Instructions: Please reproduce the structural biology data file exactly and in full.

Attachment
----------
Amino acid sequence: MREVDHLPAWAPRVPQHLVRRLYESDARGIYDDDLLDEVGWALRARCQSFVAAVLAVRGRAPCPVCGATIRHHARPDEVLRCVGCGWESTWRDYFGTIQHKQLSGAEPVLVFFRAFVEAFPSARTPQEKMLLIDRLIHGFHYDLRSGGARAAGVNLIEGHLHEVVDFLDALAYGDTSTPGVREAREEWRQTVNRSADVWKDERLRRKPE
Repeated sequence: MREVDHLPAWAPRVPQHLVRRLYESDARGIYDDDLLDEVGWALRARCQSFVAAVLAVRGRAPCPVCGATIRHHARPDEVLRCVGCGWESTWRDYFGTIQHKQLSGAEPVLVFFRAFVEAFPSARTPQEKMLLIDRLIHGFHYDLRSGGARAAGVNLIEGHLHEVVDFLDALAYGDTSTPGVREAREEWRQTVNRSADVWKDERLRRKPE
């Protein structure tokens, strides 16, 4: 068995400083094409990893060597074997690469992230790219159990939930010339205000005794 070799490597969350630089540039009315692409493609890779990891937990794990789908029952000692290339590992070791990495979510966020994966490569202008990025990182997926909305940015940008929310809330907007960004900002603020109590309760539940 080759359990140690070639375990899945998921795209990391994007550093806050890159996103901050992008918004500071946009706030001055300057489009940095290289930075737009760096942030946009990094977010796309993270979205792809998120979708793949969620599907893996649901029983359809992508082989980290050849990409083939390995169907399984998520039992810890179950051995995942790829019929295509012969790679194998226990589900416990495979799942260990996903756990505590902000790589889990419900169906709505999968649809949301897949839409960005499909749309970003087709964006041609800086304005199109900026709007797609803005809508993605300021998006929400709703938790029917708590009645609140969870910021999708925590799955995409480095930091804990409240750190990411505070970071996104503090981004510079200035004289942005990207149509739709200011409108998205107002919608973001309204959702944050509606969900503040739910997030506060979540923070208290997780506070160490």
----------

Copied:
Amino acid sequence: MREVDHLPAWAPRVPQHLVRRLYESDARGIYDDDLLDEVGWALRARCQSFVAAVLAVRGRAPCPVCGATIRHHARPDEVLRCVGCGWESTWRDYFGTIQHKQLSGAEPVLVFFRAFVEAFPSARTPQEKMLLIDRLIHGFHYDLRSGGARAAGVNLIEGHLHEVVDFLDALAYGDTSTPGVREAREEWRQTVNRSADVWKDERLRRKPE
Repeated sequence: MREVDHLPAWAPRVPQHLVRRLYESDARGIYDDDLLDEVGWALRARCQSFVAAVLAVRGRAPCPVCGATIRHHARPDEVLRCVGCGWESTWRDYFGTIQHKQLSGAEPVLVFFRAFVEAFPSARTPQEKMLLIDRLIHGFHYDLRSGGARAAGVNLIEGHLHEVVDFLDALAYGDTSTPGVREAREEWRQTVNRSADVWKDERLRRKPE
């Protein structure tokens, strides 16, 4: 068995400083094409990893060597074997690469992230790219159990939930010339205000005794 070799490597969350630089540039009315692409493609890779990891937990794990789908029952000692290339590992070791990495979510966020994966490569202008990025990182997926909305940015940008929310809330907007960004900002603020109590309760539940 080759359990140690070639375990899945998921795209990391994007550093806050890159996103901050992008918004500071946009706030001055300057489009940095290289930075737009760096942030946009990094977010796309993270979205792809998120979708793949969620599907893996649901029983359809992508082989980290050849990409083939390995169907399984998520039992810890179950051995995942790829019929295509012969790679194998226990589900416990495979799942260990996903756990505590902000790589889990419900169906709505999968649809949301897949839409960005499909749309970003087709964006041609800086304005199109900026709007797609803005809508993605300021998006929400709703938790029917708590009645609140969870910021999708925590799955995409480095930091804990409240750190990411505070970071996104503090981004510079200035004289942005990207149509739709200011409108998205107002919608973001309204959702944050509606969900503040739910997030506060979540923070208290997780506070160490």